Dorothy Amenuke

Nubuke Foundation
7 Lome Close, East Legon
June 17, 2017–September 10, 2017

Dorothy Amenuke, Coded (detail), 2015–17, jute bags, wool, jute ropes, cotton and woolen yarns, dimensions variable.

In 2003, artist kąr'kạch seid’ou joined the faculty of Kwame Nkrumah University of Science and Technology (KNUST), Ghana’s prestigious art school in Kumasi, and through his “emancipatory art teaching” program, he ushered in the artistic experimentation and material innovation that this West African country is now known for. Sculptor Dorothy Amenuke, who enrolled in a BFA program at KNUST in 1989 and became a faculty member in 2009, is the art school’s only female lecturer. Amenuke’s latest exhibition, “Twists Turns and Broken Doors,” starts with Habitation-Inhabitation (all works 2015–17), an immersive environment draped in red polyester fabric with additional soft sculptures resembling pillows and thin sausage-like forms. Pitched as a deliberation on bodily parasites and ideas of security, the corporeal work occupies two rooms and updates a more atomized installation of the shown at KNUST last year under the same title.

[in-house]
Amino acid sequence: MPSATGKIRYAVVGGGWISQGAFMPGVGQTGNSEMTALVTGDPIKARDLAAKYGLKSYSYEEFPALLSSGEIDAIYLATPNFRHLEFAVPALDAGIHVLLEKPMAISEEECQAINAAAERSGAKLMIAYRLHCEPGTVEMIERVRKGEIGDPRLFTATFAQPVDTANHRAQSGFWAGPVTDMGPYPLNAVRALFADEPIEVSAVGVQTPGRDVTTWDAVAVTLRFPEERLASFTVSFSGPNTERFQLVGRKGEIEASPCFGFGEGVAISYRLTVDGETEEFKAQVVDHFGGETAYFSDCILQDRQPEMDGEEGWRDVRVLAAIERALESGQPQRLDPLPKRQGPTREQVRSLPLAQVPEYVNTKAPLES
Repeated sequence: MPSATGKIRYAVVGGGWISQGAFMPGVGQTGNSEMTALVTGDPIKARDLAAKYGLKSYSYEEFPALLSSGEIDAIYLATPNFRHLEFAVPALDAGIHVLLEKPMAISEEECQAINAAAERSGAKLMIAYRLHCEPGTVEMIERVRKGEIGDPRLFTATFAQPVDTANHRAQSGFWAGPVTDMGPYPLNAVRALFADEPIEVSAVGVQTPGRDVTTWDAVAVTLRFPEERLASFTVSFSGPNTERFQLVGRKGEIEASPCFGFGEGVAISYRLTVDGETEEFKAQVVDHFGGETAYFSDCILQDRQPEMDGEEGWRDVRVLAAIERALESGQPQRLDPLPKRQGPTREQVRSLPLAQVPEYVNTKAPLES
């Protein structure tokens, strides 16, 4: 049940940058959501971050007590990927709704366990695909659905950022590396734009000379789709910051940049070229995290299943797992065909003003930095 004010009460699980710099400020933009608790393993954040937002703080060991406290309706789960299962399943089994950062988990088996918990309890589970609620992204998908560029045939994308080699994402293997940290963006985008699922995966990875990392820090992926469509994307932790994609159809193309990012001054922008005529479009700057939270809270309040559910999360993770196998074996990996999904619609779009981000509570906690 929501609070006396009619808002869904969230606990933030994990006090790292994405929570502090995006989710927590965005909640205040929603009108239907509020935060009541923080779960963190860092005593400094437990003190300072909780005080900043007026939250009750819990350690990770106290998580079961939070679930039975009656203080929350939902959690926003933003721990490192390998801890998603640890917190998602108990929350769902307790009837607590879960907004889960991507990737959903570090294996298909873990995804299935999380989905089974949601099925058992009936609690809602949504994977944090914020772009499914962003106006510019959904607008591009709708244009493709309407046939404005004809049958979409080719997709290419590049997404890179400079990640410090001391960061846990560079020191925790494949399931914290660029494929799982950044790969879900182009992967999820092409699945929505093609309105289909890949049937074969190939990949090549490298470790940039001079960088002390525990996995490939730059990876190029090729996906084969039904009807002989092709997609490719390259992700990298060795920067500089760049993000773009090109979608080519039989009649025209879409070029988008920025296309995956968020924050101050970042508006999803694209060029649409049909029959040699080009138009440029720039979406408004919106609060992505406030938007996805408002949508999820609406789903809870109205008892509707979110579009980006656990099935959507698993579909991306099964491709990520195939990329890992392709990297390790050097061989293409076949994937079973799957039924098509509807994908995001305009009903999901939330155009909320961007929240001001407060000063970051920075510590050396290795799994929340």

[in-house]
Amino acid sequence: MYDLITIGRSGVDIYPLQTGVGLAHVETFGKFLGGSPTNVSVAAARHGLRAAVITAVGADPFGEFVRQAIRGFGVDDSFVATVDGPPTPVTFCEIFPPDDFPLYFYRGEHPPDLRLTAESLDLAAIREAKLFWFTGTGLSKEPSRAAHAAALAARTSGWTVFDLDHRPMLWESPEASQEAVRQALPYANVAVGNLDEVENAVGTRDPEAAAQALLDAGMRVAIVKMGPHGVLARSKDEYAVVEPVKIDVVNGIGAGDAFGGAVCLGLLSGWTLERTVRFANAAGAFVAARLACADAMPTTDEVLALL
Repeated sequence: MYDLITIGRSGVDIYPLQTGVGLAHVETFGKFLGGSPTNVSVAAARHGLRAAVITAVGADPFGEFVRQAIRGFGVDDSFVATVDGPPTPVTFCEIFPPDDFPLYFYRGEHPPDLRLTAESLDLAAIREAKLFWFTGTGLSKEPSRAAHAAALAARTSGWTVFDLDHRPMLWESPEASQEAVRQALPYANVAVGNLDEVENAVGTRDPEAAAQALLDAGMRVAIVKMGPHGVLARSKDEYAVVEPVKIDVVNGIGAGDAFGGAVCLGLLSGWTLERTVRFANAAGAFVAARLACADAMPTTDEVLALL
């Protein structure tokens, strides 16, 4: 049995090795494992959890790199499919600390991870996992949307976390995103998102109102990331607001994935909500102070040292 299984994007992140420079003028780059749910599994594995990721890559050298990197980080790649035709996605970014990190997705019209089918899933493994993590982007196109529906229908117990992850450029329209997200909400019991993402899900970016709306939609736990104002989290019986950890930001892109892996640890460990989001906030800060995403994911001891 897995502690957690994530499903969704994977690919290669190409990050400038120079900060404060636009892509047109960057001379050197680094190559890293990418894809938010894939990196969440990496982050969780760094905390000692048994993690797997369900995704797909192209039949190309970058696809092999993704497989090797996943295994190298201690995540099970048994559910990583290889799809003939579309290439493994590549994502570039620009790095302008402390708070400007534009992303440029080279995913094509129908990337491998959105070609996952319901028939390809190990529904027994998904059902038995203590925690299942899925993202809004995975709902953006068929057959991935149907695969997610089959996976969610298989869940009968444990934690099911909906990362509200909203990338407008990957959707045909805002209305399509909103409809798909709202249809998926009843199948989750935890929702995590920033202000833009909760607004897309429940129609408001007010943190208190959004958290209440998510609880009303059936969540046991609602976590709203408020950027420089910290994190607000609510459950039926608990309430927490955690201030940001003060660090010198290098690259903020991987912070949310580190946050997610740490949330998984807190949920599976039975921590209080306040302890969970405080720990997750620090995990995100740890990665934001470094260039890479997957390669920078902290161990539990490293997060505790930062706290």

The works on view here from Amenuke’s ongoing “Scroll Series” consist of seven textile pieces made from woven pandamus mats and jute bags that, in some instances, such as The Scroll 4, have been decorated with organic and inorganic materials. As with 4, The Scroll 6 is suspended with rope that Amenuke also presents as vertical tendrils which well up on the floor. The Scroll 1, also suspended, integrates dyed panels in orange and black. The Scroll 7 is presented as a wall piece and features hand-stitched abstract motifs in gray and golden brown. The most arresting work is The Scroll 2, a partially unspooled rug richly decorated with Amenuke’s abstract hieroglyphs; a length of it is hoisted off the floor and hung in three sweeping curves. Installed in a darkened space, Coded comprises lengths of jute sacking, printed with gray and white letters, and three fluffy balls of fabric, Brazilian wool, jute rope, and cotton and woolen yarns on the floor. The work is an elegant full stop to a show about boundaries and bounded spaces.

— Sean O’Toole